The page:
Occupy Wall Street
On September 17, 2011, the Occupy Wall Street movement began in Zuccotti Park, New York. Just a few months before, Kalle Lasn and Micah White, of Adbusters.org, had called for this assembly to protest capitalism/corporate influence on democracy and the lack of legal repercussions for the companies who encouraged the global monetary recession/depression.
Income inequality quickly became a focal point as the slogan, pinned on a tumblr page, stated “We are the 99%”. Paul Taylor, of the New Pew Research Center, argued that this phrase is “arguably the most successful slogan since ‘Hell no, we won’t go!’ (of the Vietnam War).”
*Occupation of an area is simply a tactic, while specific occupations are titled “movements.” Example: Occupy Wall Street (The United States of America) was a movement that protested income inequality while Occupy Dataran (Malaysia)was another movement that protested representative democracy.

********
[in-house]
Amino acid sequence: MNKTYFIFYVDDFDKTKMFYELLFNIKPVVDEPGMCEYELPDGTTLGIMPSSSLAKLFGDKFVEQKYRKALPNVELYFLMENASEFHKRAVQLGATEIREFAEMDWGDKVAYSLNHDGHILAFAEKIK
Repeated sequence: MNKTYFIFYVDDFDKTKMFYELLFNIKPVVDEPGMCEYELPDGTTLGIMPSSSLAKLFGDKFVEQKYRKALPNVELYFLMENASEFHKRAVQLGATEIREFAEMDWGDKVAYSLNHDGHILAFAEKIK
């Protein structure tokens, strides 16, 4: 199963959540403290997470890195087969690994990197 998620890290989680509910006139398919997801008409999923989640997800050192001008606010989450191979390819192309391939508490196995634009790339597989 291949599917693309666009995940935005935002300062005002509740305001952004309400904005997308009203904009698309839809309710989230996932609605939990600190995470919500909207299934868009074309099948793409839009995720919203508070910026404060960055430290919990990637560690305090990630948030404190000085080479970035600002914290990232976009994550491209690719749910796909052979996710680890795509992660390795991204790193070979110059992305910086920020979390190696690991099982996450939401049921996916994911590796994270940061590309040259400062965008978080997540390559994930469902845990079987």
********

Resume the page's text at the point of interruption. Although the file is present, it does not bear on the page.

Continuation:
Although these types of assemblies have their basis in Ancient Greece, today’s Occupy General Assembly began with the Spanish Indignados Movement, which took place only 4 months before Occupy Wall Street. The first General Assembly took place on the first day of the Wall Street protests and has continued throughout current occupations. Modifications have been made, as needed, and individual may bend or add rules for their own needs, but the General Assembly has remained intact.
As early as 1142, the Iroquois Confederacy Grand Council (Haudenosaunee) used a consensus of 75% to pass decisions, but many christians believe consensus originated in the period of the testament of ACTS 15. Truthfully, there is little evidence to support when, exactly, consensus decision making was born. However, with equality between race, gender, etc. growing at a rapid rate since the 1970s, we are more likely to experience a purer form of consensus now more than ever.